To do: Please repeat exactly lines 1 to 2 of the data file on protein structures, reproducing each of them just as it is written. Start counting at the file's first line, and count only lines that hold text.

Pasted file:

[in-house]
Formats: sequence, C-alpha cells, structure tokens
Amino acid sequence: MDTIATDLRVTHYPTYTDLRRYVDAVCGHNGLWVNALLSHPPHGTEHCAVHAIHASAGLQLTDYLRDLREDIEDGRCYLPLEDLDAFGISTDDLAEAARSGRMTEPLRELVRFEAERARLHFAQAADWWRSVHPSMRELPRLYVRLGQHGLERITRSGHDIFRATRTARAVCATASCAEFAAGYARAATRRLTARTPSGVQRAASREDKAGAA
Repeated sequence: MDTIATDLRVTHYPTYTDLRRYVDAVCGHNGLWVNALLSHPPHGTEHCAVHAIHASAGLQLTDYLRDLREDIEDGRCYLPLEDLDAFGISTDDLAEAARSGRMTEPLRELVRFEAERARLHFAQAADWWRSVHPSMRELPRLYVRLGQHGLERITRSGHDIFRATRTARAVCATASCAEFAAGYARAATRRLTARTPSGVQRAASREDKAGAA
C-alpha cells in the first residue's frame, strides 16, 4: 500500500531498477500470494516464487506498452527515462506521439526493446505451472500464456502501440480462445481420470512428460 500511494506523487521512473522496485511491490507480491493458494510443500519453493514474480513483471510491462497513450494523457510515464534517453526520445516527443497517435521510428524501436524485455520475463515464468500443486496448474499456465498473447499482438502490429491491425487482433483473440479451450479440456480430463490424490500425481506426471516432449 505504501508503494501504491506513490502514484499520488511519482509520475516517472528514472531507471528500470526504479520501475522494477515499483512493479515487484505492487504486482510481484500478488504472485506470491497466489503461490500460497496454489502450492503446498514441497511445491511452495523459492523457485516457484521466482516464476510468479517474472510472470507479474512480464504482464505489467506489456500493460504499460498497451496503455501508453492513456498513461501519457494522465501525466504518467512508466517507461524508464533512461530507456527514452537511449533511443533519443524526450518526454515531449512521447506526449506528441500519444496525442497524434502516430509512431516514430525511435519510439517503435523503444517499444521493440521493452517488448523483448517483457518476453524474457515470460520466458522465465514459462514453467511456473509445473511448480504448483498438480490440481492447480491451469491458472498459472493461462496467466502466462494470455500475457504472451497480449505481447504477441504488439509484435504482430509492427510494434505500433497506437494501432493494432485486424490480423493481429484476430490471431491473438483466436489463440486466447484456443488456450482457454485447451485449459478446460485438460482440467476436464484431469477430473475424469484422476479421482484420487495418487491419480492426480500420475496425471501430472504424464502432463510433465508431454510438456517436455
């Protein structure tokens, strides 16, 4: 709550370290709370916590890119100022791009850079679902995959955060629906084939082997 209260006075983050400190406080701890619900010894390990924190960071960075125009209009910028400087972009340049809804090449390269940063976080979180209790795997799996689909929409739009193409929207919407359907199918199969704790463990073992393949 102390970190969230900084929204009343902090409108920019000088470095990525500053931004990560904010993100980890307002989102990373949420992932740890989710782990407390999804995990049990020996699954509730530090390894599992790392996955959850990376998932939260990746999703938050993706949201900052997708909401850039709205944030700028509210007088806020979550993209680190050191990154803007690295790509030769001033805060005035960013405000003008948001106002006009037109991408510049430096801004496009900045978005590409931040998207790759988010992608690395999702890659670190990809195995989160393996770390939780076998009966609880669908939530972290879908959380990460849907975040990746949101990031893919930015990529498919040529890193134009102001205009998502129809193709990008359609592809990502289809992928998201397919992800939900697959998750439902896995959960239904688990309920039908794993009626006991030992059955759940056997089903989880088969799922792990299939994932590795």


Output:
[in-house]
Formats: sequence, C-alpha cells, structure tokens